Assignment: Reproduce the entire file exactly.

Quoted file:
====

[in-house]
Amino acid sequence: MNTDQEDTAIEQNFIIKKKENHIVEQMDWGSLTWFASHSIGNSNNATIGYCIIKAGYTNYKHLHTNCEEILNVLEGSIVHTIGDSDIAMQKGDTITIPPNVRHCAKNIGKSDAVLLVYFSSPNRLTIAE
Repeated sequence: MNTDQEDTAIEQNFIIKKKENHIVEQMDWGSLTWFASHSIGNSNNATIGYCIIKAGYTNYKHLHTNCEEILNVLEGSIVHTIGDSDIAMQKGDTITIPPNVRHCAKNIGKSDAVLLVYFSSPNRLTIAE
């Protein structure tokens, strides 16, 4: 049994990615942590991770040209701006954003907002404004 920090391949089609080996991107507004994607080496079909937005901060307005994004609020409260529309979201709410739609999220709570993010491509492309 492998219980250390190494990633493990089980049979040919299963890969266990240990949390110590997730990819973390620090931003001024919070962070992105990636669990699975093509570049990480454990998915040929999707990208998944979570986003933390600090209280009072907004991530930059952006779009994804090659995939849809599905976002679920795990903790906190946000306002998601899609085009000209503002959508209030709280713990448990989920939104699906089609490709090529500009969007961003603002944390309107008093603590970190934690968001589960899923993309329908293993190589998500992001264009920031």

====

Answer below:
[in-house]
Amino acid sequence: MNTDQEDTAIEQNFIIKKKENHIVEQMDWGSLTWFASHSIGNSNNATIGYCIIKAGYTNYKHLHTNCEEILNVLEGSIVHTIGDSDIAMQKGDTITIPPNVRHCAKNIGKSDAVLLVYFSSPNRLTIAE
Repeated sequence: MNTDQEDTAIEQNFIIKKKENHIVEQMDWGSLTWFASHSIGNSNNATIGYCIIKAGYTNYKHLHTNCEEILNVLEGSIVHTIGDSDIAMQKGDTITIPPNVRHCAKNIGKSDAVLLVYFSSPNRLTIAE
């Protein structure tokens, strides 16, 4: 049994990615942590991770040209701006954003907002404004 920090391949089609080996991107507004994607080496079909937005901060307005994004609020409260529309979201709410739609999220709570993010491509492309 492998219980250390190494990633493990089980049979040919299963890969266990240990949390110590997730990819973390620090931003001024919070962070992105990636669990699975093509570049990480454990998915040929999707990208998944979570986003933390600090209280009072907004991530930059952006779009994804090659995939849809599905976002679920795990903790906190946000306002998601899609085009000209503002959508209030709280713990448990989920939104699906089609490709090529500009969007961003603002944390309107008093603590970190934690968001589960899923993309329908293993190589998500992001264009920031």